The "etymology" of Valyrian names

Valyrian names, and Targaryen names specifically, are probably the first contact any reader of the books or watcher of the show get to High Valyrian. Of course, they were coined by George R. R. Martin long before David J. Peterson actually created the language. Nevertheless, I found it interesting that some roots in the names by GRRM have meanings created by DJP, which may be intentional or not. None of the ones I have found have negative meanings, which is interesting. Since long vowels are a DJP invention I haven't taken them into account here.

  • āegion "iron" – Aegon

  • aemagon "to have (of things)" – Aemon

  • aeragon "to move" – Aerys

  • baelagon "to help" – Baelor

  • dāer- "free" – Daeron

  • dārys "king" – Daario

  • jaeh- "god" + aeragon "to move" – Jaehaerys

  • jaqiarzy "glorious" – Jaqen

  • maeg- "wise" (uncertain) – Maegor

  • rhaenagon "to meet" – Rhaenys

  • sȳr- "good" – Syrio

Bonus: do- "non-, un-" + haeragon "to move (of things)" – to not move, to be kept imprisoned – dohaeragon "to serve" (i.e. to be a slave)

Can you think of any others?

May 25, 2019


"Kirimvose" seems to share the root of "kirine", much like the common Chinese greeting 你好 (Nǐ hǎo = you good).

May 27, 2019

That one is pretty much confirmed, it essentially means "with happiness". But both words are also by DJP.

May 27, 2019

Additions to those suggested above:

  • *aer- "to move, go" - Aerea, Aerion, Aeryn, ?[Daen]aera, [Jac]aerys, [Jaeh]aerys, [Jaeh]aera, [Jaenara Bel]aerys

  • *bael- "to help" - Baela, Baelon

  • *maeg- "wise" - Maegelle, Maegon, [Volantene Triarch Malaquo] Maegyr (and probably also GOT-only Talisa Maegyr)

  • *rhaen- "to meet; to find" - Rhaena, Rhaenyra

Possible others:

  • *dor- whence dōron "stone" (or alternatively from the same source as the negative do(r)-) - Doro [Golathis] (a Norvosi historian)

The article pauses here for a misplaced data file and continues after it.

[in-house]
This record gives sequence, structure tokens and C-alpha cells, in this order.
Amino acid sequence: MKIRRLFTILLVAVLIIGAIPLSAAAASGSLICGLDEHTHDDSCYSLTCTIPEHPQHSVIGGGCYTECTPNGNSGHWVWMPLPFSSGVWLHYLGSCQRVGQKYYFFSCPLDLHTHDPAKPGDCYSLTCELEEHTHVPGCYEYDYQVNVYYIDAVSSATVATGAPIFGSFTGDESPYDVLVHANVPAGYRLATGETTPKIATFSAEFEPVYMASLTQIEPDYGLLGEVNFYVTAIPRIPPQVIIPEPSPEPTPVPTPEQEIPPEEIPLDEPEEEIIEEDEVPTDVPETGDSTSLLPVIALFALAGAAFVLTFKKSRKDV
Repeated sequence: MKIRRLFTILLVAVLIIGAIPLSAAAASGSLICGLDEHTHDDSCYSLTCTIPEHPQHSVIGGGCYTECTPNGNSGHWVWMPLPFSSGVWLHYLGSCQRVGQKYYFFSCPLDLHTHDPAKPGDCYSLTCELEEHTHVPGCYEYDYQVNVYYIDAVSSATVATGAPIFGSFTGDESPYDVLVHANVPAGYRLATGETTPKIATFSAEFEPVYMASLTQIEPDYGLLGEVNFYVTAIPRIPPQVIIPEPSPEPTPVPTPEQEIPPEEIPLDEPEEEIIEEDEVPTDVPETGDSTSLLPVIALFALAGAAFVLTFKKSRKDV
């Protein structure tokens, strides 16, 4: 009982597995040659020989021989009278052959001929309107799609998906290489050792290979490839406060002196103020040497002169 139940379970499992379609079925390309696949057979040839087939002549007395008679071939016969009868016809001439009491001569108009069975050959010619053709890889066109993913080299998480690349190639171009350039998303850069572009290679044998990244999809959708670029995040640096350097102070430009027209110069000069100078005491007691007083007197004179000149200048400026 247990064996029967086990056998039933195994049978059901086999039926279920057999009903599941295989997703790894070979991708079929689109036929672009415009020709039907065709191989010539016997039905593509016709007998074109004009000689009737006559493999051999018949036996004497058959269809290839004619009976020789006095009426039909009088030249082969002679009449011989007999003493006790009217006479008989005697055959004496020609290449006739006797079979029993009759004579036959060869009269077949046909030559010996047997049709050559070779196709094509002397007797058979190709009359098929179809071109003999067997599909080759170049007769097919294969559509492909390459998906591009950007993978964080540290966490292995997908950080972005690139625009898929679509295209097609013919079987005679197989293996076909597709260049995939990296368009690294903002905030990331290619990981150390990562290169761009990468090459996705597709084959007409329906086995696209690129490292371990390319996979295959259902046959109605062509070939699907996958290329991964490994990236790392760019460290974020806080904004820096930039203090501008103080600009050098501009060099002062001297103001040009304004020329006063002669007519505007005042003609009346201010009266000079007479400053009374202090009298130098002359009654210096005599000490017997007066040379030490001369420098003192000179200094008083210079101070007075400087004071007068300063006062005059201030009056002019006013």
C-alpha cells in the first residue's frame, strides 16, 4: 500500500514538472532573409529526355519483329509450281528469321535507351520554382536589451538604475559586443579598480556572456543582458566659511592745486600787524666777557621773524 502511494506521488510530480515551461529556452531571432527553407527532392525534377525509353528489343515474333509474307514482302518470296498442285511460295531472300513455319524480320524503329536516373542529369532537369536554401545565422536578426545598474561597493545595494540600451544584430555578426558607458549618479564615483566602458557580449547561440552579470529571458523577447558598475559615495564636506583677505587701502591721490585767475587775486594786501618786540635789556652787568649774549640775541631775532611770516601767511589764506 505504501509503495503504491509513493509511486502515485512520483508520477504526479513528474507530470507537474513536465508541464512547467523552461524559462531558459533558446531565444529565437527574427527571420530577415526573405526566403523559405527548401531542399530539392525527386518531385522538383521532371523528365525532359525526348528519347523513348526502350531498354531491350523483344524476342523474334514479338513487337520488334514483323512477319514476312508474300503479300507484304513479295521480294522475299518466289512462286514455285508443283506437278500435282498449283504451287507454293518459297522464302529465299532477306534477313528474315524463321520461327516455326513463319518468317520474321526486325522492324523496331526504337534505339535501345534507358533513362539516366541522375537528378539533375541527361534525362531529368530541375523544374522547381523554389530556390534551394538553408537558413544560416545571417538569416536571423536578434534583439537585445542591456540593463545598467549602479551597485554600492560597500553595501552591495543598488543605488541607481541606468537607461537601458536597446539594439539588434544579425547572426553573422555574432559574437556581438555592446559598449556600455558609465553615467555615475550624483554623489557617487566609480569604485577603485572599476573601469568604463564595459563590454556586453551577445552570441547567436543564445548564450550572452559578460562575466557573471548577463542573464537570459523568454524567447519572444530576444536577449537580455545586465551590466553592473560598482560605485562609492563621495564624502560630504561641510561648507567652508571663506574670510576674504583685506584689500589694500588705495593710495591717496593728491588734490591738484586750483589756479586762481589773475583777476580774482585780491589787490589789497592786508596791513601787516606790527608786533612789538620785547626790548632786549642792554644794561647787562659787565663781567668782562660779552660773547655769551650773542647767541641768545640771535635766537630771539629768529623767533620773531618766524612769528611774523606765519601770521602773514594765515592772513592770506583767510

• *lor- whence lōragon "to drill, to bore" - Lorath, Lorassyon (could be a connection to the ancient Mazemakers)

  • *mel- whence mele "red(dish)" - Meleys (the Red Queen, Alyssa Targaryen's dragon), ?Melisandre (if not Asshai'i, as suggested as a possibility on In ADWD, we learn her name to be Melony, which could also be from the same root), ?Mellario of Norvos

  • *nev- whence nevegon "to carry" - Nevio Narratys (Prince of Pentos)

  • val- whence vala "man", valonqar "younger brother" and possibly Valyria - Valarr, Valerion, Valaena and maybe also the Volantene town Valysar. The first element vol- in Volantis and the town Volon Theris could theoretically be from a different ablaut grade of the same root, or alternatively just a phonetic development in the Low Volantene Valyrian (although Valysar probably makes this impossible).

These are extremely tenuous:

  • perhaps a root *kor- whence korze "longsword", korzion "steel", korzita "firm, taught" (with the -z(?V)- as a later suffix) - Corlys, Korra (the Cruel on Dagger Lake, if a Valyrian name at all, and not Rhoynish)

  • kel-, if a potential root for keligon 'to stop' (although a V-final i-stem verb) - Celtigar (Keltigar, cf. tig(-)ar- element(s) in Lysene magister Tigaro Moraqos)

June 19, 2019

Good job! Interesting about the posible etymologies.

May 27, 2019

Very interesting. I came to this forum to ask about this. Tolkien made his languages so that he can give names to characters and places. I wondered if Peterson also based his vocabulary not only in the few Valyrian phrases like valar, morghulis, dohaeris etc but also if he used character and place names as his roots, to give them a meaning retroactively. So perhaps someone who learns valyrian will be able to find character names meaningful?

June 11, 2019

He seems to have done that, yes, or at least partially.

June 13, 2019
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